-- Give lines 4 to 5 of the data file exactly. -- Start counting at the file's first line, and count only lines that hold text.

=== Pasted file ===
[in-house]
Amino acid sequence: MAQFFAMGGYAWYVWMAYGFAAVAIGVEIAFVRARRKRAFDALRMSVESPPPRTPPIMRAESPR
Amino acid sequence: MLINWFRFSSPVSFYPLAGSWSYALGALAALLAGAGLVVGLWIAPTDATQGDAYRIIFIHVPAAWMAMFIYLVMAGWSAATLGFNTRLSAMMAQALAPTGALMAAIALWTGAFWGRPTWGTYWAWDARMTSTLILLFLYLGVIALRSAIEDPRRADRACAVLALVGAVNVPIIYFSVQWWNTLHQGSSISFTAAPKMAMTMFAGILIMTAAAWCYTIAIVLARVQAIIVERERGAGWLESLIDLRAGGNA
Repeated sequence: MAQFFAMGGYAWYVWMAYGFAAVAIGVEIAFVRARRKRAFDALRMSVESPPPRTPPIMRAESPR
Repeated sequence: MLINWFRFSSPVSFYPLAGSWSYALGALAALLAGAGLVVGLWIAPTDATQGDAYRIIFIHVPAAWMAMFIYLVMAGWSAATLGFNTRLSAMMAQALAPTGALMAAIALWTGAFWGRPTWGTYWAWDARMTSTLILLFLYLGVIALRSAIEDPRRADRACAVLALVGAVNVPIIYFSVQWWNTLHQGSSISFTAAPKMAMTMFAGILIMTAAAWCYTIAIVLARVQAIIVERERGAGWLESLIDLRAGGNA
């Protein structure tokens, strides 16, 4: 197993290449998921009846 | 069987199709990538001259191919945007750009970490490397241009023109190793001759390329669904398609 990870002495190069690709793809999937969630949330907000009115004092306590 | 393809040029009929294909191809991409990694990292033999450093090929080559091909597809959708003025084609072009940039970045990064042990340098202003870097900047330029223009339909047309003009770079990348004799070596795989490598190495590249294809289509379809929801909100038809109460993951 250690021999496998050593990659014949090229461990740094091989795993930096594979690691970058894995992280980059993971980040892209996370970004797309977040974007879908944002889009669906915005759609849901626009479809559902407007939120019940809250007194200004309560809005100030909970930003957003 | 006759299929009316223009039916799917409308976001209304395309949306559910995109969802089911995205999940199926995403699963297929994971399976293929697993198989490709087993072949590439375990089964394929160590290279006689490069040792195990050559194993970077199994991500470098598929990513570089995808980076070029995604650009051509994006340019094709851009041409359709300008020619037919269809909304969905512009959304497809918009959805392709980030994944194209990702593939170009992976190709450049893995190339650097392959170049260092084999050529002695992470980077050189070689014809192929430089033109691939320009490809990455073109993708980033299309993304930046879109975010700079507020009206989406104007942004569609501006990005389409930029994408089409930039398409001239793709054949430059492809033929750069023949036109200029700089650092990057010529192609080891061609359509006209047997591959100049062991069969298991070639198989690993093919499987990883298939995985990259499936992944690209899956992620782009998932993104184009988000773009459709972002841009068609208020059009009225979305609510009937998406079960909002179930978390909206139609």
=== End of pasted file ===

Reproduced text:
Repeated sequence: MAQFFAMGGYAWYVWMAYGFAAVAIGVEIAFVRARRKRAFDALRMSVESPPPRTPPIMRAESPR
Repeated sequence: MLINWFRFSSPVSFYPLAGSWSYALGALAALLAGAGLVVGLWIAPTDATQGDAYRIIFIHVPAAWMAMFIYLVMAGWSAATLGFNTRLSAMMAQALAPTGALMAAIALWTGAFWGRPTWGTYWAWDARMTSTLILLFLYLGVIALRSAIEDPRRADRACAVLALVGAVNVPIIYFSVQWWNTLHQGSSISFTAAPKMAMTMFAGILIMTAAAWCYTIAIVLARVQAIIVERERGAGWLESLIDLRAGGNA